Culture

How to Beat the Thought Police, One American Flag at a Time: A Victory Case Study at UC Irvine

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Hell must be freezing over: there’s good news out of academia. It’s sorely needed, too. These days, university and college campuses are under constant siege by hyper-sensitive multiculturalist students bent on smothering open debate and silencing opposing viewpoints — let’s call them the Thought Police. Most recently, at the University of California, Irvine, a group of students voted to ban the display of the American flag for the sake of “inclusivity.”

But wonder of wonders: the heads of UCI’s student government have now smacked the vote down with a good old-fashioned veto. Listen up, campus conservatives: this is a case study in how to fight back against the Thought Police.

The Thought Police are easy to spot — they’re the ones demanding vice-like control over campus discourse and shrilly accusing their opponents of bigotry. In 2014, Brandeis University planned to award an honorary degree to Ayaan Hirsi Ali, a women’s rights advocate and a staunch critic of Islam. The Thought Police in the student body harried the administration and slandered Hirsi Ali until Brandeis rescinded its offer.

When Hirsi Ali was invited to speak at Yale, the Thought Police there accused her of hate speech and cast aspersions on her academic credentials in the desperate hope of shutting her up. Not long ago, the Oxford branch of the Thought Police gleefully smothered an open debate about abortion on the grounds that both speakers were male. Anything to avoid the horror of encountering an opposing viewpoint.

Among their peers, the Thought Police defend their position via intimidation, aggression, and abuse. Students who speak up in favor of free expression are often insulted and ostracized. When University of Michigan student Omar Mahmood satirized his school’s oppressively PC campus climate, he was mercilessly bullied and kicked off of the student newspaper.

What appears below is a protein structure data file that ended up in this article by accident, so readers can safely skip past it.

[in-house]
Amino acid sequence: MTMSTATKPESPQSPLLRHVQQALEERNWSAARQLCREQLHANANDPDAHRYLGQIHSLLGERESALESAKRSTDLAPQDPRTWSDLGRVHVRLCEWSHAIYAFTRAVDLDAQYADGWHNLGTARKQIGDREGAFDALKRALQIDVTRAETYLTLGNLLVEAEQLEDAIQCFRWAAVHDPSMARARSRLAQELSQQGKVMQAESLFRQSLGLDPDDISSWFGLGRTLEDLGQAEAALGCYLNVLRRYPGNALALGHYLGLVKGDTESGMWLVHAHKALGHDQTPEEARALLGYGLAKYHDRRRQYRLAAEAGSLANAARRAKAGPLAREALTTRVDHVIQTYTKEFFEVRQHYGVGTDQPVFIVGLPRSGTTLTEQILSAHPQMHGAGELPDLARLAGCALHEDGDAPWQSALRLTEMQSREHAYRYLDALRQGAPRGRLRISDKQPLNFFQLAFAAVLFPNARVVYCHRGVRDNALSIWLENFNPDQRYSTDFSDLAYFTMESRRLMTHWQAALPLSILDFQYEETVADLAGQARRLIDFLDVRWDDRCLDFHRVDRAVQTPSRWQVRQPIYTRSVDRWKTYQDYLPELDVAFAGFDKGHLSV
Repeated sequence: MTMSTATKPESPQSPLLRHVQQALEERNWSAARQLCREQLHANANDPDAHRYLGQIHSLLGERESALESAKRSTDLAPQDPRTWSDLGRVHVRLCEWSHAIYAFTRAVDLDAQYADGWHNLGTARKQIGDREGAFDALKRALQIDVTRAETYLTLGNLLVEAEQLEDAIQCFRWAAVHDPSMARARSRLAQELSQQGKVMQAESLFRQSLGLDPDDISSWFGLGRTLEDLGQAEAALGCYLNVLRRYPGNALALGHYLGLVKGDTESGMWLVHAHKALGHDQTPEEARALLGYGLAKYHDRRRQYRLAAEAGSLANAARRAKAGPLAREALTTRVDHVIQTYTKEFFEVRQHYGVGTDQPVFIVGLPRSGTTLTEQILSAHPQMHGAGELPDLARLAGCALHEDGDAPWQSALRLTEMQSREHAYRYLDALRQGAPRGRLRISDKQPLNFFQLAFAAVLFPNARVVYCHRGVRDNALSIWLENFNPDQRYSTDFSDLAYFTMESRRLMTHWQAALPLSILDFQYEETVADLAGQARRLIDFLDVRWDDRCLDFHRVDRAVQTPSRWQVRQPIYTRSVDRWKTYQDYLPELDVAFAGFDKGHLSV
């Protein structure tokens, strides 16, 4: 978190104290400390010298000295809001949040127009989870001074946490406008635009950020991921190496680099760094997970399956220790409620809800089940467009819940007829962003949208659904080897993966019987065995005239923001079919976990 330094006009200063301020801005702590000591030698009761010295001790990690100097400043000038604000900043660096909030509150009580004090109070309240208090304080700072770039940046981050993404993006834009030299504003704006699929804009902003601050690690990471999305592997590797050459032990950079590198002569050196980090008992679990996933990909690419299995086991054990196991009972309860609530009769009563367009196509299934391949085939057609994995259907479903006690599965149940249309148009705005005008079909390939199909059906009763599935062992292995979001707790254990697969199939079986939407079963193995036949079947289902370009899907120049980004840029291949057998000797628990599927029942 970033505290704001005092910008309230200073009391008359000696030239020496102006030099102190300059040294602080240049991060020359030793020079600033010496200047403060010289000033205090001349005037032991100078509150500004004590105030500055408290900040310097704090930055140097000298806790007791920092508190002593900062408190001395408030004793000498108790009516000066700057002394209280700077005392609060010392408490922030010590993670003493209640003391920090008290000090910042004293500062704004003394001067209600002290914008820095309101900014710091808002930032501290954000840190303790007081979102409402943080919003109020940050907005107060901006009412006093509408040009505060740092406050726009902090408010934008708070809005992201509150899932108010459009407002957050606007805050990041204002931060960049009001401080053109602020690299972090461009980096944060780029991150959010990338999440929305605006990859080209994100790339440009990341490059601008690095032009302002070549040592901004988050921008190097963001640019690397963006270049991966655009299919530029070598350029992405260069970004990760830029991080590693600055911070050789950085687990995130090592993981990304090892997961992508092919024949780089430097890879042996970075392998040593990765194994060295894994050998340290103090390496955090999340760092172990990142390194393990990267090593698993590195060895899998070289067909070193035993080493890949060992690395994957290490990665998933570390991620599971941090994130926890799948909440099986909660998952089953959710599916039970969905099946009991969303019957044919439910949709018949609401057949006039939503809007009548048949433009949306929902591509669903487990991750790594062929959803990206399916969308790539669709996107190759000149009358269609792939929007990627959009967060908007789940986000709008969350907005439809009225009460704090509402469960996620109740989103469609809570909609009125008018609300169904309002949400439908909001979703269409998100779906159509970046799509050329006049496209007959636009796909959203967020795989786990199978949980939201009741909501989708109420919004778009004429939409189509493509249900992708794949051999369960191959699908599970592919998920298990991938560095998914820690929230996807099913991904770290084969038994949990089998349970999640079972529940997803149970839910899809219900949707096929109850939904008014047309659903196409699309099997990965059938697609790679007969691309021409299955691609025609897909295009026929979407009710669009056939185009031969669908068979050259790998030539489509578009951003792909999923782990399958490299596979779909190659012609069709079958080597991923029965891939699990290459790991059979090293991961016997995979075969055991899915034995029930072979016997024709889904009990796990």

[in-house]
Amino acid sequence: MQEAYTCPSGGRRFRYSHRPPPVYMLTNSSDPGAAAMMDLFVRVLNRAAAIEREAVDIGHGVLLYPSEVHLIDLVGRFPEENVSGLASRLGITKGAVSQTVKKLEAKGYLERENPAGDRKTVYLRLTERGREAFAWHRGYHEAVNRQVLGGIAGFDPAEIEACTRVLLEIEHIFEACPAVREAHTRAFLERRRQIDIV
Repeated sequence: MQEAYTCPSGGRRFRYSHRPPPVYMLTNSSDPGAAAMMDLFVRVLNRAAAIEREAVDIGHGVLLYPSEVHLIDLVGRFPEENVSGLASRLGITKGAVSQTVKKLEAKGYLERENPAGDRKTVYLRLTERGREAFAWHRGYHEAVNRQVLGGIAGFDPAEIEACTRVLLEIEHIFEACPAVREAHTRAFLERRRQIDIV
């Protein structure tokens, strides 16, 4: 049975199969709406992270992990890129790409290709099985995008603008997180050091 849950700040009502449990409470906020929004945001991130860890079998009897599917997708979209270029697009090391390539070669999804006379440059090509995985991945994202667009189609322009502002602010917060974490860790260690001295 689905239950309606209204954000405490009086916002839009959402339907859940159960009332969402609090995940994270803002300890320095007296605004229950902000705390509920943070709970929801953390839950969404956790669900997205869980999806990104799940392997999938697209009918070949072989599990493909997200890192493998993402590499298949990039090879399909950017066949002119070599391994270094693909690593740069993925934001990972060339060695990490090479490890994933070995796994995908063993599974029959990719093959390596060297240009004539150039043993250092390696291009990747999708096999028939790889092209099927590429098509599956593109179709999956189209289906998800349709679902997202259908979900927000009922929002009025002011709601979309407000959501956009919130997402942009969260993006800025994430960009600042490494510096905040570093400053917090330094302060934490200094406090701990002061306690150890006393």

Others who contradict progressive dogma get publicly excoriated, online and in person, as “fascists,” “repulsive,” and worse. Anything that smells even faintly of patriotism or free thought has to be stamped into dust.

https://www.youtube.com/watch?v=9AuSEqiYuw4

So the UCI Thought Police condemned all flags, especially this country’s, on the grounds that they uniformly promote imperialism and oppression. They voted to remove the American flag from the student government lobby because, as their bill explains, “[F]lags construct paradigms of conformity and sets homogenized standards for others to obtain which in this country typically are idolized as freedom, equality, and democracy.” The students went on to make their stance clear: “freedom of speech,” they wrote, “can be interpreted as hate speech.”

Ladies and gentlemen: the Thought Police at work. Freedom is slavery. Ignorance is strength.

Now, when you’re locked in a battle with the Thought Police, how do you dodge their relentless vitriol and identity politics to come out victorious?

Well, you’ve got to hit them where they’re oh, so weak: the flimsy logic of their untenable arguments. Take this UCI bill, for example: the thing is a travesty of reasoning and ideology, not to mention English grammar. It’s written in that illiterate, pseudo-erudite jargon of radical activism that is the lingua franca of Thought Police everywhere.